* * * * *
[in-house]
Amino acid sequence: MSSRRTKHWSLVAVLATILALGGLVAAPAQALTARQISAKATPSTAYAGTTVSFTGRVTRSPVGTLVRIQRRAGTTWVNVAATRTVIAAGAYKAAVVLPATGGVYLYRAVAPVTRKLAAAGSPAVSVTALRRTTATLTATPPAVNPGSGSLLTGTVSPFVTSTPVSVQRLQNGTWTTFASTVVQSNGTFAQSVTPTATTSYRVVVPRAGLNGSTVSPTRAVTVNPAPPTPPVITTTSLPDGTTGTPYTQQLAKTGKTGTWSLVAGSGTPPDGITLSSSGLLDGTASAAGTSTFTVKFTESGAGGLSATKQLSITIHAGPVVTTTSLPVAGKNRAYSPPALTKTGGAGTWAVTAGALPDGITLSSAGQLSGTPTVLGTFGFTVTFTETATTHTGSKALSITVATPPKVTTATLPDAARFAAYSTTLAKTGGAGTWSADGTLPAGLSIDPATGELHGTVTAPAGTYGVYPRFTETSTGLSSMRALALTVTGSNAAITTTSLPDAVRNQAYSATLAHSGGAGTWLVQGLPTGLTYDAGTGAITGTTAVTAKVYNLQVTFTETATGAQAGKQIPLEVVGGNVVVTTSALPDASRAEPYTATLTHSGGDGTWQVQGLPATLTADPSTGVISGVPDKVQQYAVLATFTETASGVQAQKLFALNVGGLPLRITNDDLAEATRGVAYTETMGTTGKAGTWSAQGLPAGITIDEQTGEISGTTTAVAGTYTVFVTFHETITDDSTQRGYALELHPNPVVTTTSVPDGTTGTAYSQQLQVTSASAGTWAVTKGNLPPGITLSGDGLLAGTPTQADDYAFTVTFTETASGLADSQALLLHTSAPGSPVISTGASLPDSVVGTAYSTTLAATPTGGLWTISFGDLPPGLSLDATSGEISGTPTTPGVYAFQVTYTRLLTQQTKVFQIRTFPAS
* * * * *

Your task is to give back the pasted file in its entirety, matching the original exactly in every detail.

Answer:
[in-house]
Amino acid sequence: MSSRRTKHWSLVAVLATILALGGLVAAPAQALTARQISAKATPSTAYAGTTVSFTGRVTRSPVGTLVRIQRRAGTTWVNVAATRTVIAAGAYKAAVVLPATGGVYLYRAVAPVTRKLAAAGSPAVSVTALRRTTATLTATPPAVNPGSGSLLTGTVSPFVTSTPVSVQRLQNGTWTTFASTVVQSNGTFAQSVTPTATTSYRVVVPRAGLNGSTVSPTRAVTVNPAPPTPPVITTTSLPDGTTGTPYTQQLAKTGKTGTWSLVAGSGTPPDGITLSSSGLLDGTASAAGTSTFTVKFTESGAGGLSATKQLSITIHAGPVVTTTSLPVAGKNRAYSPPALTKTGGAGTWAVTAGALPDGITLSSAGQLSGTPTVLGTFGFTVTFTETATTHTGSKALSITVATPPKVTTATLPDAARFAAYSTTLAKTGGAGTWSADGTLPAGLSIDPATGELHGTVTAPAGTYGVYPRFTETSTGLSSMRALALTVTGSNAAITTTSLPDAVRNQAYSATLAHSGGAGTWLVQGLPTGLTYDAGTGAITGTTAVTAKVYNLQVTFTETATGAQAGKQIPLEVVGGNVVVTTSALPDASRAEPYTATLTHSGGDGTWQVQGLPATLTADPSTGVISGVPDKVQQYAVLATFTETASGVQAQKLFALNVGGLPLRITNDDLAEATRGVAYTETMGTTGKAGTWSAQGLPAGITIDEQTGEISGTTTAVAGTYTVFVTFHETITDDSTQRGYALELHPNPVVTTTSVPDGTTGTAYSQQLQVTSASAGTWAVTKGNLPPGITLSGDGLLAGTPTQADDYAFTVTFTETASGLADSQALLLHTSAPGSPVISTGASLPDSVVGTAYSTTLAATPTGGLWTISFGDLPPGLSLDATSGEISGTPTTPGVYAFQVTYTRLLTQQTKVFQIRTFPAS